Local law enforcement leaders are urging citizens to take seriously Gov. Roy Cooper’s stay at home order, which took effect at 5 p.m. Monday.
Wilkes Sheriff Chris Shew, North Wilkesboro Police Chief Joe Rankin and Wilkesboro Police Chief Craig Garris all said voluntary compliance with the order is being sought at this point, but enforcement action will be taken if needed.
Cooper said he is seeking voluntary cooperation with the order, but he noted that state and local law enforcement officers have the authority to enforce it if voluntary cooperation isn’t achieved. Violation of the order is a class 2 misdemeanor offense.
Cooper’s order lists numerous reasons people can be away from their homes and types of “essential” businesses and operations that can remain open. The full order is on the Wilkes Journal-Patriot website at https://www.journalpatriot.com/gov-roy-coopers-full-stay-at-home-order/pdf_176d8d40-7083-11ea-a73e-1f10454caaaa.html. Additional details are in a news story on this page.
Shew, Garris and Rankin shared additional comments on the order.
Shew said that although voluntary compliance is sought, sheriff’s office deputies have been instructed to use their own judgment when they encounter apparent violations of the order. He said deputies can give verbal warnings, issue citations or make arrests depending on circumstances.
Shew said he is receiving numerous phone calls about what is and isn’t allowed under the order and also about enforcement. He said it’s really simply a matter of common sense. “Everybody knows how dangerous the virus is and unless people have a really good reason otherwise, they just need to stay home.”
He said many of the phone calls are from people wondering how the order affects church worship services. Shew said he understands the importance of church and worship services and added that order allows people to travel to and from places of worship and includes “religious entities” among “essential” operations that can remain open.
However, a “questions and answers” section on the N.C. Department of Health and Human Services website said religious gatherings are subject to a portion of the order prohibiting mass gatherings of more than 10 people.
He said certain other sheriff’s office administrative services are being provided less promptly due to temporary virus-related changes in the criminal justice system.
Wilkesboro Police Chief Craig Garris said Monday the best way to not contract COVID-19, the illness caused by the virus, was to stay home, just as Cooper ordered. “By doing so, you are not just keeping yourself from getting sick, but someone in your family who will not be able to deal with the virus and could face a long recovery or even die.”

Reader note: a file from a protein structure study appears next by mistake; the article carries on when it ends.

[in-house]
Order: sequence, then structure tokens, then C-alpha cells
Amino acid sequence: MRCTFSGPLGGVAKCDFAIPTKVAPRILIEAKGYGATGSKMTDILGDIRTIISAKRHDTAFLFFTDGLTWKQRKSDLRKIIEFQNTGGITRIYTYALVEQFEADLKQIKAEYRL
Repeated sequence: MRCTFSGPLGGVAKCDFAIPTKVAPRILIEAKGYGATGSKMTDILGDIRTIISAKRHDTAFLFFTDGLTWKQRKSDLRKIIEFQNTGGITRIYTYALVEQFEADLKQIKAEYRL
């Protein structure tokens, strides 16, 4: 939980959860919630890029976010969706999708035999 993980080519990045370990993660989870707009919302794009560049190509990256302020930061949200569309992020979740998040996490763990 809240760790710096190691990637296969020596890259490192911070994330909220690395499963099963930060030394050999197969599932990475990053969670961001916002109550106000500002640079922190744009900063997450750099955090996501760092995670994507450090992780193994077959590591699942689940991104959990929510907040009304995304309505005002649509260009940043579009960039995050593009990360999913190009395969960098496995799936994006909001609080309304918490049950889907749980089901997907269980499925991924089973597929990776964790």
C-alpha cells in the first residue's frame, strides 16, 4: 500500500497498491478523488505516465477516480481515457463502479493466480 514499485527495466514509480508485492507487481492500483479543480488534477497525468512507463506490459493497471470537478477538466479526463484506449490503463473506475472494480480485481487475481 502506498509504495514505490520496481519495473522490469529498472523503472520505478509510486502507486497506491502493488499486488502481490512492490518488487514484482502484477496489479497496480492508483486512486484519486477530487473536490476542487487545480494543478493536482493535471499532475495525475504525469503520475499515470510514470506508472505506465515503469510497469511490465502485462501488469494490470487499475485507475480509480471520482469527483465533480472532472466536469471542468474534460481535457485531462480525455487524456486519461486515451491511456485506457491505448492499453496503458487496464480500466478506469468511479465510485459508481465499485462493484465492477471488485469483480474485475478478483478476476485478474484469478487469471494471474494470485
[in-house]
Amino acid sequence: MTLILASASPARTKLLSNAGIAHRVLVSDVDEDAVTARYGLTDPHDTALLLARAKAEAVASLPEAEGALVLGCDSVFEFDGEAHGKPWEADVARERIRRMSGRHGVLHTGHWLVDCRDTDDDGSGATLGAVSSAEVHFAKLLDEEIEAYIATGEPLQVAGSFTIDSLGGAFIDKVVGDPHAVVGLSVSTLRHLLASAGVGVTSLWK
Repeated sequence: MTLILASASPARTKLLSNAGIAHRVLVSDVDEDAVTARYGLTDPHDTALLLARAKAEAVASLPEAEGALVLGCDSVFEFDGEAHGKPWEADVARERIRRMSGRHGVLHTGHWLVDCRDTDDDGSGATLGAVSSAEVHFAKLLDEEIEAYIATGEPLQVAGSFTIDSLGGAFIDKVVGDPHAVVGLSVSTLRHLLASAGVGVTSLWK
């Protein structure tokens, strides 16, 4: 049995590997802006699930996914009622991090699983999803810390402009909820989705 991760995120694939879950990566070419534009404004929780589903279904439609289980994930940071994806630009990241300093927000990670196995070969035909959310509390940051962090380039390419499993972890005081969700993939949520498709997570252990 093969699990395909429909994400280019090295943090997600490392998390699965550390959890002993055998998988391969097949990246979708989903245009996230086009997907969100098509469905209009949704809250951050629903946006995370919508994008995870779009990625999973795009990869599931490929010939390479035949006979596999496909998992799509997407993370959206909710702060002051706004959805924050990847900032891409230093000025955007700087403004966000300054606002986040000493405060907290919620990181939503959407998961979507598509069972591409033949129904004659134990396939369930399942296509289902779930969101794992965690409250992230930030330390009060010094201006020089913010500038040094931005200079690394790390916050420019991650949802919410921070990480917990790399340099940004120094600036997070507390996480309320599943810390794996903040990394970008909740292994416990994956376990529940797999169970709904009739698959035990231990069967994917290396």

Garris said his department is asking for voluntary compliance with the order and will not conduct checkpoints for violations of the order. “But, we will enforce the order if we find a violator through any other lawful means.”
He reminded citizens there are many essential reasons to lawfully be away from home under the stay at home order, which isn’t the more restrictive “shelter in place” order.
“Please take the time to read the exceptions” that allow for lawful travel, he added, and also urged people to always travel with a form of picture ID such as a driver’s license.
“I implore the public to respect social distancing and to stay under the 10 persons in a gathering rule to reduce infections. It is in challenging times that we as a community need to come together and trust the health experts to get us past this pandemic with losing as few lives as possible and get our society back to normal soon.”
North Wilkesboro Police Chief Joe Rankin said Monday he 100% agreed with Cooper’s order. “I think people don’t realize how serious (COVID-19) is. It affects every one of us and could potentially take life. It’s imperative we take it seriously, because what somebody else does impacts me and my family. That’s why it’s so serious.”
Now that the virus has been confirmed in Wilkes County, Rankin said he would encourage people to gather only in very small groups. He stressed groups of far fewer than 10, which is what the mayors of Wilkesboro, North Wilkesboro and Ronda urged in their revised declaration of emergency on March 25.
“Me and my family are not going out unless we have to. This past weekend, we stayed at home.”
Rankin pointed out that Cooper asked state residents for voluntary compliance. “We don’t want to have to step in” if compliance is not met. “But will we? Yes. But we hope that’s a last resort that doesn’t come up.”
To cope with the stress of this “unchartered territory,” Rankin advised citizens to take a deep breath, take a step back and realize that the most important thing is continued good health.
“If you don’t have to be out, then don’t go out. Instead of assuming someone doesn’t have the virus, my advice is to treat everyone as if they do.”
Public health officials recommend frequently washing hands with warm water and soap for 20 seconds, maintaining a distance of at least six feet from others when you must be in public and staying home unless it is essential to do otherwise.